The Court explained that determining "the best interest of the child" is also crucial when courts are faced with requests to modify custody arrangements. In this case, the Court of Appeals concluded that the trial court neglected to make specific findings of fact regarding an unanticipated material change in circumstances, and that the possibility that the parents would reside outside the same school zone was foreseeable. As such, the Court held that Mother should remain the primary residential parent.

Recent Case Shows How Negative Behaviors Can Impact Your Divorce

In this case titled Thomas v. Thomas, No. M2011-00906-COA-R3-CV (Tenn. Ct. App. March 6, 2013), the Court of Appeals found that the trial court did not err in their findings on the income used to set Wife's alimony and child support. Tennessee divorce attorneys learn that a spouse who is inconsistent about stating their income, fails to account for a dissipation of a child' college fund, and takes revengeful actions such as shutting off power and water to the marital home runs the risk of the divorce court deciding many aspects of the case in the other spouse's favor.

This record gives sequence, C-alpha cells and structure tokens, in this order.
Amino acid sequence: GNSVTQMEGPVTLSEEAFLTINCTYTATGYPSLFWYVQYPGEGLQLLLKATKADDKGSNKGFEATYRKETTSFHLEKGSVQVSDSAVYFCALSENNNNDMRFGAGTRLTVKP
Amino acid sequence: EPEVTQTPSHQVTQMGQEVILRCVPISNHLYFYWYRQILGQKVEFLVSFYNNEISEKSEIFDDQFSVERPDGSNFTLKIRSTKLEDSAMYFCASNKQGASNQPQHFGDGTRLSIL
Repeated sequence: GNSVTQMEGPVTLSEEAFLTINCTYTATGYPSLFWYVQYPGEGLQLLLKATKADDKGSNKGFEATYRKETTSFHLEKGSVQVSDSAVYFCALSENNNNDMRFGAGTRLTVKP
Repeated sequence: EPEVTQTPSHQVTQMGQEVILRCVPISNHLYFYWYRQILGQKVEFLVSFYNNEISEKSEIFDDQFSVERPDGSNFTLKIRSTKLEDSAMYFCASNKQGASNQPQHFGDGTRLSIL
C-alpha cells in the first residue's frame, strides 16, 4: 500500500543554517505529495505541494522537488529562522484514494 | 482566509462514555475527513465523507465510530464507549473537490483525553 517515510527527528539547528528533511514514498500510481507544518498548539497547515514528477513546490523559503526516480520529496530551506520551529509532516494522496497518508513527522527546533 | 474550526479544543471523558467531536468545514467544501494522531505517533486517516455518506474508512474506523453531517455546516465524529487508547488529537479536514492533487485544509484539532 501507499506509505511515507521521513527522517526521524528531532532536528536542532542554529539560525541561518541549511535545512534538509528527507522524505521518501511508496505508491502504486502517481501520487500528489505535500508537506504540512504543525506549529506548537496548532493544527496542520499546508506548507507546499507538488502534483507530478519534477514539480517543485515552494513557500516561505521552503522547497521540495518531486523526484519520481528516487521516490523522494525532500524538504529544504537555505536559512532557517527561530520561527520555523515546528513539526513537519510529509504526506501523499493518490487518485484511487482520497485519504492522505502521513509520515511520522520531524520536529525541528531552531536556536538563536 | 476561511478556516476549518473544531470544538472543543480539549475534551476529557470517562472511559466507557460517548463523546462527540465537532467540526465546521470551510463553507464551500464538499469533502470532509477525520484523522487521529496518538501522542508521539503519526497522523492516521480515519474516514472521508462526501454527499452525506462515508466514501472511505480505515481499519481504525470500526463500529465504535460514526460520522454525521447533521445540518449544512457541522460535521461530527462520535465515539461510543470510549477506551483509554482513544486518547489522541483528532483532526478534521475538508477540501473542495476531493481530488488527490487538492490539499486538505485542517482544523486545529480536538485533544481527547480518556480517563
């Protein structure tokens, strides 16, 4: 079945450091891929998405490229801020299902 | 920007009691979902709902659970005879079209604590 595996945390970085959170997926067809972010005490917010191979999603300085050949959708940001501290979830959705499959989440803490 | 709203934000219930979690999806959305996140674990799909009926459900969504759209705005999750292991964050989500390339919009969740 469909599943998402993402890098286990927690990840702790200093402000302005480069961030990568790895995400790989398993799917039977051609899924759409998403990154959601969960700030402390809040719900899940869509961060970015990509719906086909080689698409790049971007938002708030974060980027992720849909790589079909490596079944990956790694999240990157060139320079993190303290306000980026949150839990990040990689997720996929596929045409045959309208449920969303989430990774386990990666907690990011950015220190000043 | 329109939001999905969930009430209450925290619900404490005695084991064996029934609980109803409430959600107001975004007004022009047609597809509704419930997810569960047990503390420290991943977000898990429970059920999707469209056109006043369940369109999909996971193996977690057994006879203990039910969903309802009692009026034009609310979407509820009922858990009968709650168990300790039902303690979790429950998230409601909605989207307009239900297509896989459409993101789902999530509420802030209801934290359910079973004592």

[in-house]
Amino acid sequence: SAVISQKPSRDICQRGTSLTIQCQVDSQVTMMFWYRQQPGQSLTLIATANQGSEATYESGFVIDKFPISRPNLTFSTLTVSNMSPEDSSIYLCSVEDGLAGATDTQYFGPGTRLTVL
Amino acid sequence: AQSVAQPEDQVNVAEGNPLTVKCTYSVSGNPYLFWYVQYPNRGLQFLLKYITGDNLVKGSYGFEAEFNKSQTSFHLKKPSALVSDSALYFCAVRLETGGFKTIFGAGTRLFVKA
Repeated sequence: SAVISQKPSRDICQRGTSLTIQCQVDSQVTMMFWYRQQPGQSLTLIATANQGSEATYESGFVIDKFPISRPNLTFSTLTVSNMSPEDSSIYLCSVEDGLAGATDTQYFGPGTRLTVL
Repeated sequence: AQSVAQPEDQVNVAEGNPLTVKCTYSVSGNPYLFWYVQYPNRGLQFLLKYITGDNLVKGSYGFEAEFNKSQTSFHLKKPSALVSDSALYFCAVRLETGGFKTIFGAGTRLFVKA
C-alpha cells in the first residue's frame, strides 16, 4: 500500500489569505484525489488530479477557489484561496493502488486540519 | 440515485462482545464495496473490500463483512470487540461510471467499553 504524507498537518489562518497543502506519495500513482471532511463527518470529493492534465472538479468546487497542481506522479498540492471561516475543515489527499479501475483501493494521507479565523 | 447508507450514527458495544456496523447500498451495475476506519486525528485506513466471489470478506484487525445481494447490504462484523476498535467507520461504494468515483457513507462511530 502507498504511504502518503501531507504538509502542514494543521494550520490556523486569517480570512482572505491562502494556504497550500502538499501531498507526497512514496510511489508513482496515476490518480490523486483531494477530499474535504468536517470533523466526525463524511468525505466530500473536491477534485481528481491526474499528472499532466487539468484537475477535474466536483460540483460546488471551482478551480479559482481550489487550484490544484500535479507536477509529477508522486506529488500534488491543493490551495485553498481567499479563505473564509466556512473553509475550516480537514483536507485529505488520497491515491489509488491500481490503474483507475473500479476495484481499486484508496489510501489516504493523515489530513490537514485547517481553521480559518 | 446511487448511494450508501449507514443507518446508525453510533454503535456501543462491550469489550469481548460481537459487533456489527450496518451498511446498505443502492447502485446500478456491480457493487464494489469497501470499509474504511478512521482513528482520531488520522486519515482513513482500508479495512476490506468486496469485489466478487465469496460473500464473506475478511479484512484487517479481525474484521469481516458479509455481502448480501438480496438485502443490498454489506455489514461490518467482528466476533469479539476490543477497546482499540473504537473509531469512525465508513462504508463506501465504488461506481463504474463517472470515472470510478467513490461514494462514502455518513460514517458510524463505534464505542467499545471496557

The facts of the case are as follows: Husband and Wife were married in April 1994 and had two children during the marriage. Wife filed for legal separation from Husband in June 2009; the couple attempted an unsuccessful reconciliation in October 2009; Wife moved to reinstate her legal separation petition in March 2010. Husband and Wife had several hearings regarding occupation of the marital home, payment of household bills, child support/alimony obligations, and visitation with the children. An order was entered by the court stating specific findings about Husband's truthfulness, the amounts he had paid or failed to pay (specifically regarding the mortgage), and ordered that Wife could remain in the marital home pending further court orders.